The Pinacoteca di Brera, located within the world-famous Accademia di Brera in Milan, houses an impressive collection of Italian paintings.“In addition to Corso Venezia and its surrounds, and despite Milan's rapid pace of change, Brera has retained its bohemian aura well, combining artistic charm with the elegance of high-end boutiques,” says Alessandrini.

Exploration will be rewarded
“The best thing about Milan is what you end up finding hidden behind doors: a beautiful garden, a grand palace, or one of the myriad brands that open their doors to the public during Salone. It’s a really special and exciting time to be in the city,” Chambers says.

Salone del Mobile is split into three sections: Classic, Design, and xLux. Some 2,000 exhibitors from Italy and around the world typically attend the festival each year. Photograph: Andrea Mariani, courtesy Salone del Mobile.MilanoHe recommends the following exhibitions and events as part of Salone del Mobile 2017:

Wallpaper* Handmade exhibition
Now in its eighth year, Wallpaper* Handmade is an annual exhibition dedicated to the marriage of fine craftsmanship and contemporary design. It features one-off pieces by designers, artisans, craftsmen, and manufacturers, commissioned by Wallpaper* and showcased during Salone del Mobile. Called “Holy Handmade!” this year’s exhibition will take place April 4-9 at the Mediateca Santa Teresa.

PepsiCo’s Mix It Up activation
PepsiCo is continuing its “Mix It Up” activation for the third consecutive year. It will include a panel discussion about the role of memory in design and creativity, moderated by Chambers and featuring esteemed designers including Patricia Urquiola, Fabio Novembre, and Mathieu Lehanneur.

"Stone Age Folk" takes its inspiration from flora, fauna, and folklore from a range of cultures. Photograph: Vicky LamCaesarstone x Jaime Hayon: Stone Age Folk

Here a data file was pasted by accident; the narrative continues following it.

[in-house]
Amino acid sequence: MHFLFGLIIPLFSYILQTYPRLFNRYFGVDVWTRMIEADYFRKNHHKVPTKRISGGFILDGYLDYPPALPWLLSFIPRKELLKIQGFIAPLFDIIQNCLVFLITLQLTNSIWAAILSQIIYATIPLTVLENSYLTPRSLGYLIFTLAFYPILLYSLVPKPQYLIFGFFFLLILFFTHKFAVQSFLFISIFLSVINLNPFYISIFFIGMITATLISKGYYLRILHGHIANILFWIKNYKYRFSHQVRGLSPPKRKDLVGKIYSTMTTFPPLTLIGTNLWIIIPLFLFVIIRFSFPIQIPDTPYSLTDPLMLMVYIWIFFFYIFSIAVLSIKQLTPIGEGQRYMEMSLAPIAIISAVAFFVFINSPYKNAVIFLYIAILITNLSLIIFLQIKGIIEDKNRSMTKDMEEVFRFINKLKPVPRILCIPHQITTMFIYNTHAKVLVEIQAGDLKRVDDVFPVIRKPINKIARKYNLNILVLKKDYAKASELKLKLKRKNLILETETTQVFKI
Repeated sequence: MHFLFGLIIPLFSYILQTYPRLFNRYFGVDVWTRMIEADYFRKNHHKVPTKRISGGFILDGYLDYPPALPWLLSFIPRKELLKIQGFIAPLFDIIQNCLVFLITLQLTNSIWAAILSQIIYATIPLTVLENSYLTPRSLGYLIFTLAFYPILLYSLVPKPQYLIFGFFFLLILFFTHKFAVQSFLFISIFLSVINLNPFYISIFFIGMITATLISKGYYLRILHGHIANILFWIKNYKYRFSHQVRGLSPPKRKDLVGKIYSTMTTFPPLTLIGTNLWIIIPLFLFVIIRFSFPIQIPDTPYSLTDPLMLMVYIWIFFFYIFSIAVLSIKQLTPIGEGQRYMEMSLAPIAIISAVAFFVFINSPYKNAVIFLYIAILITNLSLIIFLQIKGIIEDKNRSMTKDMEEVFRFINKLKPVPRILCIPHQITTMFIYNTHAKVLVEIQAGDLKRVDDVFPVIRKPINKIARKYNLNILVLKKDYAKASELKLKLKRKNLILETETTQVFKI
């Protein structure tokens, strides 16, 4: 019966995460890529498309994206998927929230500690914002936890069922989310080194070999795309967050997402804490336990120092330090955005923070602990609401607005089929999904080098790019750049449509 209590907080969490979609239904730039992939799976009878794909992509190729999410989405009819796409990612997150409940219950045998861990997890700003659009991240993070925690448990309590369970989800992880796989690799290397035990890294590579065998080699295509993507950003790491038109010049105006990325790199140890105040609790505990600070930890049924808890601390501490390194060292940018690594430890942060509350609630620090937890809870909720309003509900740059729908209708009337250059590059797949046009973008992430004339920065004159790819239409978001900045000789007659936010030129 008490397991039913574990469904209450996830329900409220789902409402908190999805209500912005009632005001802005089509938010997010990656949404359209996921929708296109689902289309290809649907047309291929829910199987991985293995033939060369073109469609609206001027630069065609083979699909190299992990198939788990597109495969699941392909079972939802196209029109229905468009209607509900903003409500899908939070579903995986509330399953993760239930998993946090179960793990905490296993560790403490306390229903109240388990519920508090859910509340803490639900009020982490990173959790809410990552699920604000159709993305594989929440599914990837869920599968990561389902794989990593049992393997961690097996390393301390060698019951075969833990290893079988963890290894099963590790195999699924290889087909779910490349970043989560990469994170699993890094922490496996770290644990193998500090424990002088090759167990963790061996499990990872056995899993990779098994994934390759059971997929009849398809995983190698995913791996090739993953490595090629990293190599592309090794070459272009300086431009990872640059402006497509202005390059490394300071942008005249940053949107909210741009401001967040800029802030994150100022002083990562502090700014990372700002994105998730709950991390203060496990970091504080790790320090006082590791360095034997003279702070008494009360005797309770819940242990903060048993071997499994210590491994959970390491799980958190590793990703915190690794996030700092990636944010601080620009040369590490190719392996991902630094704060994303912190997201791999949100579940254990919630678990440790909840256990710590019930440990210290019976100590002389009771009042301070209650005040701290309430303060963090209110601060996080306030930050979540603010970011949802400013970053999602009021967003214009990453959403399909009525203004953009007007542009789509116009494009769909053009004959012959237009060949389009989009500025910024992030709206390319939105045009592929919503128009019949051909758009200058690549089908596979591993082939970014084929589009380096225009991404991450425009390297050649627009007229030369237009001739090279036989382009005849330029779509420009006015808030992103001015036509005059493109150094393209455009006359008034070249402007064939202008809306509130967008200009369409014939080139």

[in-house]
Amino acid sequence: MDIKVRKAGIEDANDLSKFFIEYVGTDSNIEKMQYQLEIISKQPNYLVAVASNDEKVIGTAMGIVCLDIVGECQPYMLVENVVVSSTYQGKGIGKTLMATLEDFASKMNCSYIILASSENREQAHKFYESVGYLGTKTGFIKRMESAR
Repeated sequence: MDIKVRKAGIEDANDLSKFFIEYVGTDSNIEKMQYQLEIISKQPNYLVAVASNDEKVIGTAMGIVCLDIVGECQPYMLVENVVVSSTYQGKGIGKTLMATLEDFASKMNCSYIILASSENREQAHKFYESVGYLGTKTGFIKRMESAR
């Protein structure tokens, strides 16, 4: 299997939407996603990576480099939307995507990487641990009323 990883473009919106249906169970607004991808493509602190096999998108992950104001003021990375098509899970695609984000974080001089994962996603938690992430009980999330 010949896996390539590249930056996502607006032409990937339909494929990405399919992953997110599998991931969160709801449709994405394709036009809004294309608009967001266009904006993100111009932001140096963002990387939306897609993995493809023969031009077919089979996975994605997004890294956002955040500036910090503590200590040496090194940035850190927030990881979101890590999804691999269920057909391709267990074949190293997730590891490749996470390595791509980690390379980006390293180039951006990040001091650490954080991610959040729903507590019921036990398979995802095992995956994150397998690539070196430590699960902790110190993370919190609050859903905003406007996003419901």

Leading quartz manufacturer Caesarstone returns to Palazzo Serbelloni to unveil "Stone Age Folk" by world-renowned Spanish designer Jaime Hayon. This is the pinnacle of Caesarstone’s yearlong project with Hayon as part of its 2017 Designer Collaboration Programme, and Hayon has designed an architectural pavilion that references the famous Crystal Palace built in Hyde Park, London, for the Great Exhibition of 1851. The work will combine more than 48 Caesarstone colors with metal and stained glass, with inspiration coming from flora, fauna, and folklore from a variety of cultures.

Nendo's ultrathin, silicon vases, to be introduced at the festival, undulate like jellyfish when placed in water. Photograph: Akihiro YoshidaJellyfish Vase by Nendo
Japanese design studio Nendo will introduce its “Jellyfish vase” during the festival. Made from ultrathin, transparent silicon, the twice-dyed vases undulate like jellyfish when submerged in water, creating a floating, graduated silhouette of colors. The collection redefines the conventional roles of “flower, water, and vase,” and is well worth a look.

Bottega Ghianda's first Milan outpost, in the Brera district, is designed by Michele de Lucchi. Bottega Ghianda’s new store
Architect Michele de Lucchi is the artistic director behind the Milan outpost of Bottega Ghianda, an Italian woodworking shop and studio founded in 1889. Romeo Sozzi, Bottega Ghianda’s owner since 2015, commissioned de Lucchi to design the studio’s first store in the Brera district using wood that has been lacquered and hand-polished to achieve the look of blackened stainless steel. The shop displays a collection of objects and furniture designed between 1918 and 2002 by artisans such as Gae Aulenti, Mario Bellini, and Cini Boeri, and will also introduce work from new designers.

Really’s "Solid Textile Board" collection, a collaboration with textile manufacturer Kvadrat, will be launched at Salone del Mobile 2017. These benches are by designer Max Lamb. Photograph: Angela MooreKvadrat and Really’s upcycled designs
Founded in 2012, Danish start-up Really transforms “end-of-life” fabrics—mostly cotton and wool—into what the firm calls “Solid Textile Board.” For Salone, Really is working with iconic textile manufacturer Kvadrat to exhibit designs by Max Lamb and Christien Meindertsma that incorporate this upcycled material.

Design Pride
Finally, Design Pride is a bit of fun in the midst of all the seriousness of the fair. The parade features floats, music, and dancing—a real carnival of design. Taking place on April 5, the parade will travel through the city via the 5VIE arts district, ending with a huge party in Piazza Affari.

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Emilee Tombs
is Associate Editor of Luxury Defined